After well over a century of being headquartered in Indianapolis, Pharmaceutical giant Eli Lilly said it’s looking to grow outside the Hoosier state.
INDIANAPOLIS — One of Indiana’s largest employers has condemned the state’s new ban on abortions and warned that, because of this new law, it will seek to expand elsewhere.
Pharmaceutical giant Eli Lilly and Co., which employs 10,400 people at its headquarters in Indianapolis, said it’s reassessing its presence in Indiana as a direct result of the state passing a bill that bans nearly all abortions.
“Lilly recognizes that abortion is a divisive and deeply personal issue with no clear consensus among the citizens of Indiana. Despite this lack of agreement, Indiana has opted to quickly adopt one of the most restrictive anti-abortion laws in the United States,” the company said in a statement Saturday.
RELATED: Gov. Holcomb signs abortion ban into law, takes effect Sept. 15; $200 tax refund bill also signed
The abortion ban, which takes effect Sept. 15, includes some exceptions. Abortions will be permitted in cases of rape and incest, before 10-weeks post-fertilization; to protect the life and physical health of the mother; and if a fetus is diagnosed with a lethal anomaly. Victims of rape and incest won’t be required to sign a notarized affidavit attesting to an attack, as had once been proposed.
Under the bill, abortions can only be performed in hospitals or outpatient centers owned by hospitals, meaning all abortion clinics will lose their licenses. A doctor who performs an illegal abortion or fails to file required reports will lose their medical license.
Indiana on Friday became the first state in the nation to approve such legislation since the U.S. Supreme Court overturned a 1973 landmark case that had protected the right to abortion nationwide.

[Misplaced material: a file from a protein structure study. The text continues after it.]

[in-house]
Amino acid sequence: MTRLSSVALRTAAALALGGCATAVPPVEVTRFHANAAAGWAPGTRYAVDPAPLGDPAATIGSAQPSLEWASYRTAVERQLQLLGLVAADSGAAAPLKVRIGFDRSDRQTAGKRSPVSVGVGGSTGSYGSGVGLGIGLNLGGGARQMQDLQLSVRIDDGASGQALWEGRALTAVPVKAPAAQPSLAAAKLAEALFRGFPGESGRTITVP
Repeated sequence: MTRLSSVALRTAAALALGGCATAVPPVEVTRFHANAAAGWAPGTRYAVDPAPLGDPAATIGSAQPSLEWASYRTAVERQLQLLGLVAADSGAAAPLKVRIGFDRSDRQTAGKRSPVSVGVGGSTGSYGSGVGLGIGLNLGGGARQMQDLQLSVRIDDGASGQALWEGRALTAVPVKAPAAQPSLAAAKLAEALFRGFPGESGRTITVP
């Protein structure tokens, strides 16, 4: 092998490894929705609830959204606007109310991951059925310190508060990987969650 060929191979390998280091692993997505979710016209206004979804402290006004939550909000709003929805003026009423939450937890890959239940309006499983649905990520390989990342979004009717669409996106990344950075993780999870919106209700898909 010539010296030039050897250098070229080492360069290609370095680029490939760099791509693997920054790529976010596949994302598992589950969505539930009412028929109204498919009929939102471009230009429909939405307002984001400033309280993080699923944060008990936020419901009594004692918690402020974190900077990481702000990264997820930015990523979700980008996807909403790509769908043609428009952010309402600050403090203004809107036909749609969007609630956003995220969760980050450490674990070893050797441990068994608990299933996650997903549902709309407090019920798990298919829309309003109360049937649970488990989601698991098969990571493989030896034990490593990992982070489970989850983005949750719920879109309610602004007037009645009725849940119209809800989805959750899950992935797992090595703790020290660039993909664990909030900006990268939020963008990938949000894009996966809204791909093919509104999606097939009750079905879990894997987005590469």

“The Indiana Legislature took a devastating step as a result of the Supreme Court’s extreme decision to overturn Roe v. Wade and eliminate women’s constitutionally protected right to abortion,” White House Press Secretary Karine Jean-Pierre said in a statement Saturday. “And, it’s another radical step by Republican legislators to take away women’s reproductive rights and freedom, and put personal health care decisions in the hands of politicians rather than women and their doctors.”
Eli Lilly said it feared the effect the ban would have on hiring in its home state.
“We are concerned that this law will hinder Lilly’s — and Indiana’s — ability to attract diverse scientific, engineering and business talent from around the world,” the company said. “While we have expanded our employee health plan coverage to include travel for reproductive services unavailable locally, that may not be enough for some current and potential employees.”
After well over a century in Indianapolis, the company said it’s looking to grow outside the Hoosier state.
“As a global company headquartered in Indianapolis for more than 145 years, we work hard to retain and attract thousands of people who are important drivers of our state’s economy. Given this new law, we will be forced to plan for more employment growth outside our home state,” it said.
Lilly has research and development hubs in New York City and the California cities of San Diego and San Francisco, and this year announced it would build a $700 million genetic medicine hub in Boston.
Lilly was not among the more than 250 businesses that opposed abortion restrictions in a letter released July 21 by the American Civil Liberties Union.
RELATED: Hundreds of Indiana businesses sign letter supporting abortion access
IU Health, Indiana’s largest health care system, said it was studying the new law.
“IU Health’s priority remains ensuring our physicians and patients have clarity when making decisions about pregnancy within the limits of the law. We will take the next few weeks to fully understand the terms of the new law and how to incorporate the changes into our medical practice to protect our providers and care for the people seeking reproductive healthcare,” it said in a statement.
The Indianapolis Chamber of Commerce urged the General Assembly to proceed with caution.
“Over the last two weeks, the Indiana General Assembly has debated a substantial policy change on the issue of abortion in a compressed timeframe,” the chamber said in a statement Thursday. “Such an expedited legislative process — rushing to advance state policy on broad, complex issues — is, at best, detrimental to Hoosiers, and at worst, reckless.”